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Admission to Selective Schools, Alphabetically

  • Jurajda, Stepan
  • Münich, Daniel

One's position in an alphabetically sorted list may be important in determining access to rationed goods or oversubscribed public services. Motivated by anecdotal evidence, we investigate the importance of the position in the alphabet of the last name initial of Czech students for their admission chances into oversubscribed schools. Empirical evidence based on the population of students applying to universities in 1999 suggests that, among marginal applicants, moving from the top to the bottom of the alphabet decreases admission chances by over 2%. The implication of such admission procedures for student ability sorting across differently oversubscribed schools is then confirmed by evidence based on a national survey of secondary students' test scores.

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Paper provided by C.E.P.R. Discussion Papers in its series CEPR Discussion Papers with number 5427.

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Date of creation: Jan 2006
Date of revision:
Handle: RePEc:cpr:ceprdp:5427
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  1. Jurajda, Stepan & Münich, Daniel, 2006. "Admission to Selective Schools, Alphabetically," CEPR Discussion Papers 5427, C.E.P.R. Discussion Papers.
  2. Maia Guell & Jose V. Rodriguez Mora & Christopher I. Telmer, 2013. "Intergenerational Mobility and the Informative Content of Surnames," ESE Discussion Papers 229, Edinburgh School of Economics, University of Edinburgh.
  3. Bas Jacobs & Frederick Van Der Ploeg, 2006. "Guide to reform of higher education: a European perspective," Economic Policy, CEPR;CES;MSH, vol. 21(47), pages 535-592, 07.
  4. André Sapir & Philippe Aghion & Mathias Dewatripont & Andreu Mas-Colell, 2008. "Higher aspirations: An agenda for reforming European universities," ULB Institutional Repository 2013/174284, ULB -- Universite Libre de Bruxelles.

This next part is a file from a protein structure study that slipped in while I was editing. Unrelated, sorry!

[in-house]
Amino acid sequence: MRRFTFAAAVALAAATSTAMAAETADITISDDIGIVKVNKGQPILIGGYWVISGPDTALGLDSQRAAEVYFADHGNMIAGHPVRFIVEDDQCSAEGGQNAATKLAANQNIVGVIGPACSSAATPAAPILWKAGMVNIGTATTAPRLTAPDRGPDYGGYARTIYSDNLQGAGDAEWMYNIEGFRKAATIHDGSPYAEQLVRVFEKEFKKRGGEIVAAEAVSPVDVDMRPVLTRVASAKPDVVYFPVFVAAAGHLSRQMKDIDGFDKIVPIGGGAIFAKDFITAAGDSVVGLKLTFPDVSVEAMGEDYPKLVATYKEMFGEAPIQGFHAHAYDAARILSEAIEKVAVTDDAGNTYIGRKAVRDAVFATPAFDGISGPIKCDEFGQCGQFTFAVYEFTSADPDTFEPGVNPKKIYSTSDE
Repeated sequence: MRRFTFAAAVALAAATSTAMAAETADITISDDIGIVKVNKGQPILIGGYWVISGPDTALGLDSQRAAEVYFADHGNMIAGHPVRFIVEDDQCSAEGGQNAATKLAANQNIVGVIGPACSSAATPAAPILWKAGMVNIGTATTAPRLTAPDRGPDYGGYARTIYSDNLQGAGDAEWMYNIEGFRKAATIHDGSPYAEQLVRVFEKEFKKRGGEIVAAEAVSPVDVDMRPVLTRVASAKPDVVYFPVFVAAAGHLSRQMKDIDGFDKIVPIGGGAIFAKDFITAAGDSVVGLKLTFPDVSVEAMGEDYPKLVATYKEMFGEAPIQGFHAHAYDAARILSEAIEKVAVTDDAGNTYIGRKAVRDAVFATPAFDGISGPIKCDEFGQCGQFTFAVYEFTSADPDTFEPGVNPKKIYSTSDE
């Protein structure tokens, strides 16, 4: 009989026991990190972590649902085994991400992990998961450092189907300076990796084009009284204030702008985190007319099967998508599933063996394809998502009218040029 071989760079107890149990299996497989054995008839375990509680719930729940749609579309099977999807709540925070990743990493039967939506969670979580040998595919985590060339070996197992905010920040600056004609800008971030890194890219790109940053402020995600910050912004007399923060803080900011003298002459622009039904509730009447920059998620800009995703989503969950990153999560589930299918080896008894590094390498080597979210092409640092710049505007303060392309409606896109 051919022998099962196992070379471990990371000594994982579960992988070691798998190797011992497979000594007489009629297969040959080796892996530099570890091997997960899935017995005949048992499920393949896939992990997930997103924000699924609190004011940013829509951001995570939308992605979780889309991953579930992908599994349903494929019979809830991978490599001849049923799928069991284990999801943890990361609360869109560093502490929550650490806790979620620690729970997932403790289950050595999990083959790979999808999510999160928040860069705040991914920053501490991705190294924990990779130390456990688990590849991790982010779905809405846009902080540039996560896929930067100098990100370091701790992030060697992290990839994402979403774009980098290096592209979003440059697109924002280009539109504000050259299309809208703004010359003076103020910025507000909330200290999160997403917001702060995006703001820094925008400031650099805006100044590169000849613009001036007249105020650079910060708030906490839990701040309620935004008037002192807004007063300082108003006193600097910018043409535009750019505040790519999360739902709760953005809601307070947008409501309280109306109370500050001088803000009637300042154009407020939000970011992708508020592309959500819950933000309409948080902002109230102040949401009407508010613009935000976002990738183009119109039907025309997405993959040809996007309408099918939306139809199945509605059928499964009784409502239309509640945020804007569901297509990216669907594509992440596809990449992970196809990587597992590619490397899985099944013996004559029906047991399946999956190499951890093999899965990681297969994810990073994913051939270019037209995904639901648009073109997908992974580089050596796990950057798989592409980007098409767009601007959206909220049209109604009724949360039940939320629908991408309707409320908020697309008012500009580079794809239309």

5. GINSBURGH, Victor & van OURS, Jan, 2002. "Expert opinion and compensation: evidence from a musical competition," CORE Discussion Papers 2002033, Université catholique de Louvain, Center for Operations Research and Econometrics (CORE).
  6. Marianne Bertrand & Sendhil Mullainathan, 2003. "Are Emily and Greg More Employable than Lakisha and Jamal? A Field Experiment on Labor Market Discrimination," NBER Working Papers 9873, National Bureau of Economic Research, Inc.
  7. Öckert, Björn, 2010. "What's the value of an acceptance letter? Using admissions data to estimate the return to college," Economics of Education Review, Elsevier, vol. 29(4), pages 504-516, August.
  8. Saku Aura, 2004. "What's in a Name?," Working Papers 0407, Department of Economics, University of Missouri, revised 16 Dec 2004.
  9. Roland G. Fryer & Steven D. Levitt, 2004. "The Causes and Consequences of Distinctively Black Names," The Quarterly Journal of Economics, MIT Press, vol. 119(3), pages 767-805, August.
  10. Filer, Randall K. & Jurajda, Stepan & Planovsky, Jan, 1999. "Education and wages in the Czech and Slovak Republics during transition," Labour Economics, Elsevier, vol. 6(4), pages 581-593, November.
  11. Claudia Goldin & Maria Shim, 2004. "Making a Name: Women's Surnames at Marriage and Beyond," Journal of Economic Perspectives, American Economic Association, vol. 18(2), pages 143-160, Spring.
  12. Randall K. Filer & Daniel Münich, 2001. "Responses of Private and Public Schools to Voucher Funding:The Czech and Hungarian Experience," HEW 0012002, EconWPA.
  13. C. Mirjam Van Praag & Bernard M.S. Van Praag, 2008. "The Benefits of Being Economics Professor A (rather than Z)," Economica, London School of Economics and Political Science, vol. 75(300), pages 782-796, November.
  14. Liran Einav & Leeat Yariv, 2006. "What's in a Surname? The Effects of Surname Initials on Academic Success," Journal of Economic Perspectives, American Economic Association, vol. 20(1), pages 175-187, Winter.
  15. Handa, Sudhanshu & Gordon, Peter-John, 1999. "University admissions policy in a developing country: evidence from the University of the West Indies," Economics of Education Review, Elsevier, vol. 18(2), pages 279-289, April.
  16. M. Dolores Collado & Ignacio Ortuño Ortín & Andrés Romeu, 2008. "Surnames and social status in Spain," Investigaciones Economicas, Fundación SEPI, vol. 32(3), pages 259-287, September.
  17. Štìpán Jurajda, 2005. "Czech Relative Wages and Returns to Schooling: Does the Short Supply of College Education Bite? (in English)," Czech Journal of Economics and Finance (Finance a uver), Charles University Prague, Faculty of Social Sciences, vol. 55(1-2), pages 83-95, January.
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